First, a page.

|Publication number||US5822177 A|
|Application number||US 08/678,138|
|Publication date||Oct 13, 1998|
|Filing date||Jul 11, 1996|
|Priority date||Jul 11, 1995|
|Also published as||DE19525143A1, EP0753868A2, EP0753868A3, EP0753868B1|
|Publication number||08678138, 678138, US 5822177 A, US 5822177A, US-A-5822177, US5822177 A, US5822177A|
|Inventors||Thomas Popp, Armin Bolz|
|Original Assignee||Biotronik Mess-Und Therapiegerate Gmbh & Co. Ingenieurburo Berlin|
|Export Citation||BiBTeX, EndNote, RefMan|
|Patent Citations (6), Non-Patent Citations (9), Referenced by (75), Classifications (11), Legal Events (6)|
|External Links: USPTO, USPTO Assignment, Espacenet|
1. Field of the Invention
The invention relates to an electrolytic capacitor, and in particular a tantalum electrolytic capacitor with a metal anode, a non-conducting insulating layer, applied to the metal anode by forming the same, for producing the dielectric of the electrolytic capacitor, an electrolyte in liquid, pasty or solid form constituting the cathode of the electrolytic capacitor, and a flat cathode contact for supplying current to the electrolyte.
2. Description of the Related Art
Electrolytic capacitors, such as are known in many structural shapes and sizes from the prior art, usually consist of a metal anode, for example a sintered tantalum anode or an aluminum anode foil, on which a thin, non-conducting insulating layer for producing the dielectric of the electrolytic capacitor is applied by so-called forming--i.e. generally by means of an electrolysis process or anodic oxidation--. In the case of a tantalum anode, the insulating layer consists of tantalum pentoxide. With an aluminum electrolytic capacitor the insulating layer is formed of aluminum oxide.
The cathode of the electrolytic capacitor consists of a liquid or pasty electrolyte in the form of an ion conductor, for example diluted sulfuric or phosphoric acid with a tantalum capacitor, or tartrate or borate solutions in ethylene glykol with an aluminum electrolytic capacitor. A solid electrolyte in the form of an electron conductor is also conceivable.
A flat cathode contact is provided for supplying current to the electrolyte which, in a known manner, can be a metal foil or the housing cup of the capacitor.
In comparison with capacitors of a different construction, known electrolytic capacitors already have the advantage of a very great specific capacity. The great storage capability as a result of this, along with a small structural volume, is the result of the extremely small electrode distance in the capacitor, which is determined by the thickness of the dielectric insulating layer, i.e. the oxide layer.
The miniaturization of components and devices is today a development goal in the field of microelectronics, which plays an important role, particularly in connection with biomedical technology, in the construction of implantable devices--such as cardiac pacemakers. While it was possible in the past years to make active components continuously smaller in the course of an increasing integration density, only comparatively little progress was made in connection with passive components, and in particular with high voltage capacitors. In spite of the application of various tricks, such a roughening the anode electrode, the limit of the achievable energy density in electrolytic capacitors at present lies in the range of 2 J/cm3.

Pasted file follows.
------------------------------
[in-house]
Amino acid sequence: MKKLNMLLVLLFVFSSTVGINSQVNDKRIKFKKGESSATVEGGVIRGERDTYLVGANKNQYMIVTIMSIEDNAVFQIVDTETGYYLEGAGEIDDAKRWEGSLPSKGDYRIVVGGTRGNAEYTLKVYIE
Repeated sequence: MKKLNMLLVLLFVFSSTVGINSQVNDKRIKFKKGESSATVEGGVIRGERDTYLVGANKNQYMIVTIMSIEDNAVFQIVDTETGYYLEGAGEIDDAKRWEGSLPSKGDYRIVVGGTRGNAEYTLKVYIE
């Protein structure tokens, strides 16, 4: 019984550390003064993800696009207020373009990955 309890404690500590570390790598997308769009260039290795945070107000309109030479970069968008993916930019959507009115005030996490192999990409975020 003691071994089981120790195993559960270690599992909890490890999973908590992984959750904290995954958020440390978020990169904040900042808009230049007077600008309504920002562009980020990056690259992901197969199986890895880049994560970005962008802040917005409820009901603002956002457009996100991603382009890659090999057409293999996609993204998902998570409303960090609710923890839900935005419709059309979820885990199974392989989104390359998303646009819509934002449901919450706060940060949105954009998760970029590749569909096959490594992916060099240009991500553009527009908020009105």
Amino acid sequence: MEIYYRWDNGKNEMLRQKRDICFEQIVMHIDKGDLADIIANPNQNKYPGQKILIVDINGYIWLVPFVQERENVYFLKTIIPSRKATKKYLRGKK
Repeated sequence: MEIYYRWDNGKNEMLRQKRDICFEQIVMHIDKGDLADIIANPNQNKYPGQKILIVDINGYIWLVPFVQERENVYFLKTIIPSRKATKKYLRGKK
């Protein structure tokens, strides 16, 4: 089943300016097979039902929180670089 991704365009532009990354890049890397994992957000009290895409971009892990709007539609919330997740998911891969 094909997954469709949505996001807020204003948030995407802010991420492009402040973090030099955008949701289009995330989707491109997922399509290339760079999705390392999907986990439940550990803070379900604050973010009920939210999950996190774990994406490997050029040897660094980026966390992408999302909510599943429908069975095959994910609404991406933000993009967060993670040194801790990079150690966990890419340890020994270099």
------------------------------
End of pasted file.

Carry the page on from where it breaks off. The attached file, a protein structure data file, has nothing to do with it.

This limitation is based on the problem that electrolytic capacitors, and wet electrolytic capacitors in particular, consist of an electro-chemically oxidized--i.e. formed--anode and a cathode contact, which are dipped into a mainly aqueous electrolyte. The electrical equivalent circuit diagram of such an arrangement can be described by the series connection of an anodic capacitance CA, an ohmic series resistance RESR and a cathodic capacitance CK. If a high voltage U of several hundred Volt is applied to a corresponding capacitor, it primarily falls off at the oxide film of the anode. The following applies:
UA =U-UK ≅U
The cathode contact mostly consists of a non-formed electrode or one molded at a low voltage. It can therefore only be polarized at voltages below 1 V (without oxide layer) or a few Volts (with a thin oxide layer) in order to prevent the decomposition of the electrolyte. The capacitance CK of the cathode contact must be selected to be suitable for this. The following applies:
QA =CA UA ; QK =CK UK (1)
QA =QK (2)
(1) in (2):CK =CA UA /UK (3)
For a capacitor with an operational voltage of 200 V and a capacitance of 150 μF this means that an unformed cathode contact must have a capacitance of at least 30 mF. The surface of a smooth cathode contact then must be at least 1000 cm2. In conventional electrolytic capacitors the cathode contacts therefore mostly reach the dimensions of the anodes, which with conventional electrolytic capacitors naturally has disadvantageous effects on the structural size and the energy density attainable therewith.